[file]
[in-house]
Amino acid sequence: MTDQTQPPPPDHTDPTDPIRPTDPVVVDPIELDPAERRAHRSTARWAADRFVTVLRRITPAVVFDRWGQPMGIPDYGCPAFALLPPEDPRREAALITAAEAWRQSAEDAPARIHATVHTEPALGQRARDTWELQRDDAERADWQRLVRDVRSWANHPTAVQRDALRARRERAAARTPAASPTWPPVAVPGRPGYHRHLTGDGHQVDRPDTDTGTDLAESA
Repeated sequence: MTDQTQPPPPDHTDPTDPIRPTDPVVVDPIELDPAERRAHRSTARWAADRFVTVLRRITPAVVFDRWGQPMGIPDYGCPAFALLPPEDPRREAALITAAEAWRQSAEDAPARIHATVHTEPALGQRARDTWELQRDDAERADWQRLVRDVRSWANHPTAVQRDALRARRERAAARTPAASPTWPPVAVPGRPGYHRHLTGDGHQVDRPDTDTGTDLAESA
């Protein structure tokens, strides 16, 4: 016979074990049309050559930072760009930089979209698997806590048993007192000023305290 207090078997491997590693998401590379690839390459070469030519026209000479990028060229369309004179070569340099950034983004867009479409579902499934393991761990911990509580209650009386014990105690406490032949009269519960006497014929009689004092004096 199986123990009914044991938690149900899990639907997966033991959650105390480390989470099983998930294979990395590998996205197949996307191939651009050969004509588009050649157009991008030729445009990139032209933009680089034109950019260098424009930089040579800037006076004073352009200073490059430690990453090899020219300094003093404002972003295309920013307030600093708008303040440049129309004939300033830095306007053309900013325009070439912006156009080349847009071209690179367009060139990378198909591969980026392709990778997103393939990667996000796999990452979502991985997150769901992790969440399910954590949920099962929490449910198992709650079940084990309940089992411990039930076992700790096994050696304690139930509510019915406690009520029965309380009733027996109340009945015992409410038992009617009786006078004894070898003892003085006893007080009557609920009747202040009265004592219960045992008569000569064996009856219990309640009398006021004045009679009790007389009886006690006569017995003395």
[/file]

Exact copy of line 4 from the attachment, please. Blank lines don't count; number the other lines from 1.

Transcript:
């Protein structure tokens, strides 16, 4: 016979074990049309050559930072760009930089979209698997806590048993007192000023305290 207090078997491997590693998401590379690839390459070469030519026209000479990028060229369309004179070569340099950034983004867009479409579902499934393991761990911990509580209650009386014990105690406490032949009269519960006497014929009689004092004096 199986123990009914044991938690149900899990639907997966033991959650105390480390989470099983998930294979990395590998996205197949996307191939651009050969004509588009050649157009991008030729445009990139032209933009680089034109950019260098424009930089040579800037006076004073352009200073490059430690990453090899020219300094003093404002972003295309920013307030600093708008303040440049129309004939300033830095306007053309900013325009070439912006156009080349847009071209690179367009060139990378198909591969980026392709990778997103393939990667996000796999990452979502991985997150769901992790969440399910954590949920099962929490449910198992709650079940084990309940089992411990039930076992700790096994050696304690139930509510019915406690009520029965309380009733027996109340009945015992409410038992009617009786006078004894070898003892003085006893007080009557609920009747202040009265004592219960045992008569000569064996009856219990309640009398006021004045009679009790007389009886006690006569017995003395």